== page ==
It’s no secret that we’ve been dwelling a lot on housing demolitions lately here, in no small part because that is the single biggest source of anger and unrest in China right now, and no one seemed to be doing anything about it. Oh sure, the central government passed a law that makes forced demolition illegal, and who knows, it might even get enforced. But China has a lot of laws, and they have a tendency to be enforced rather, um, selectively.
So it is with some measure of hope that I read this article, about Wang Yang, Guangdong’s Party secretary:
Late last month Wang said the provincial government should relax its time-table of demolishing and redeveloping as many as 138 older urban settlements in and around the provincial capital of Guangzhou in ten years.
Wang’s comments, made in Italy, initially sounded like the sort of liberal pronouncements Premier Wen Jiabao sometimes makes when he is overseas. But last week, the Southern Metropolis Daily, the relatively independent Guangzhou newspaper, reported that local officials have stopped redevelopment in areas of the City with traditional buildings.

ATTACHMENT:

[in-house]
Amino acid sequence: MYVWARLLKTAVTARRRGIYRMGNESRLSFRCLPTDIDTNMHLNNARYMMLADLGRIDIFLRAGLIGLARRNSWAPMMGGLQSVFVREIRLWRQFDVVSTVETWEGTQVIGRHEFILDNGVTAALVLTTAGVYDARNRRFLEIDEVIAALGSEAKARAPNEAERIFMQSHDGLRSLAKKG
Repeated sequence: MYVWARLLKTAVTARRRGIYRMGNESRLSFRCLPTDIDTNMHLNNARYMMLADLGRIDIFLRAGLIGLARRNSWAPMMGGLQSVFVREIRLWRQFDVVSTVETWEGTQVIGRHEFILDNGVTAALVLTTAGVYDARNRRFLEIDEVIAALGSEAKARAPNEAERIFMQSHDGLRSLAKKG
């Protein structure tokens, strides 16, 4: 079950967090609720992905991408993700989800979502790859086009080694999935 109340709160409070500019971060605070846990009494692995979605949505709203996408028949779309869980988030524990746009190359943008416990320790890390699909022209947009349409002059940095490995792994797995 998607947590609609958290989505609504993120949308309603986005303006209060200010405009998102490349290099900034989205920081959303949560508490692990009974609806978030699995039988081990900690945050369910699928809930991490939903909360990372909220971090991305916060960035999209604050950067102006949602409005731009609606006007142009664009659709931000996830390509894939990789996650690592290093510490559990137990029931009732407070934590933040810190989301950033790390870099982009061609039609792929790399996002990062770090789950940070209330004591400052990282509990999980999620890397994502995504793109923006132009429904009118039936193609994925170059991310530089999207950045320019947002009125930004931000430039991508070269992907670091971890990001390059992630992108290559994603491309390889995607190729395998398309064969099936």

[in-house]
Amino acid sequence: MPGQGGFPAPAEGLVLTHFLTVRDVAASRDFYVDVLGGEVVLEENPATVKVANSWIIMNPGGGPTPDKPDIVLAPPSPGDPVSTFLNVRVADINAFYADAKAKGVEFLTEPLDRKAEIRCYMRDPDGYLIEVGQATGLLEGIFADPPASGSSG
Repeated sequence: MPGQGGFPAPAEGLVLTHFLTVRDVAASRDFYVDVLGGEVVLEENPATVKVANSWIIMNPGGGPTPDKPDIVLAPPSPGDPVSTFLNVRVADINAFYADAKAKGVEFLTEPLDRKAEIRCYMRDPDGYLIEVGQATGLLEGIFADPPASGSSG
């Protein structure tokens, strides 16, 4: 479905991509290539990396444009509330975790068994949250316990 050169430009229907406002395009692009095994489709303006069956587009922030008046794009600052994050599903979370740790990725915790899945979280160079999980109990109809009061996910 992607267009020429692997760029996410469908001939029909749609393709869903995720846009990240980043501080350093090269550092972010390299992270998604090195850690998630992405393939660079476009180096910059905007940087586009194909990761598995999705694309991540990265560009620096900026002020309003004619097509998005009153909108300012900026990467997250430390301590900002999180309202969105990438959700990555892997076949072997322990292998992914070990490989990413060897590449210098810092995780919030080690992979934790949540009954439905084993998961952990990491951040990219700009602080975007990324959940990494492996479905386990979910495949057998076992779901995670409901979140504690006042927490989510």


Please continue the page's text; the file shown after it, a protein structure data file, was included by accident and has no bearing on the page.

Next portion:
It quoted local officials saying that the time-table would now be 20 or even 30 years. Officials subsequently told the South China Morning Post that they would have more consultation with local residents affected by the measures that they hoped would help ease tensions over demolitions.
Words matched by actions? Actually addressing an issue directly and constructively rather than just ignoring it and banning all discussion related to it? Taking the common people’s opinion of development projects into account? Who are you, and what have you done with the Guangdong CCP apparatus? Zing!
But seriously, unless there’s more going on here than we know about, this seems like a good thing. Delaying projects and actually talking to the people affected should help the government determine which projects are necessary or real improvements, and which projects are just destroying people’s homes for a quick buck. Much as I distrust the government’s ability to make that judgement, I’ve got to give the Guangdong boys credit here for at least coming up with the idea and starting the follow through. Here’s hoping they keep it up!
Although, that Financial Times article also says the CCP just celebrated its 80th anniversary (it’s actually the 90th), so I’m not sure the FT folks are totally on top of this story…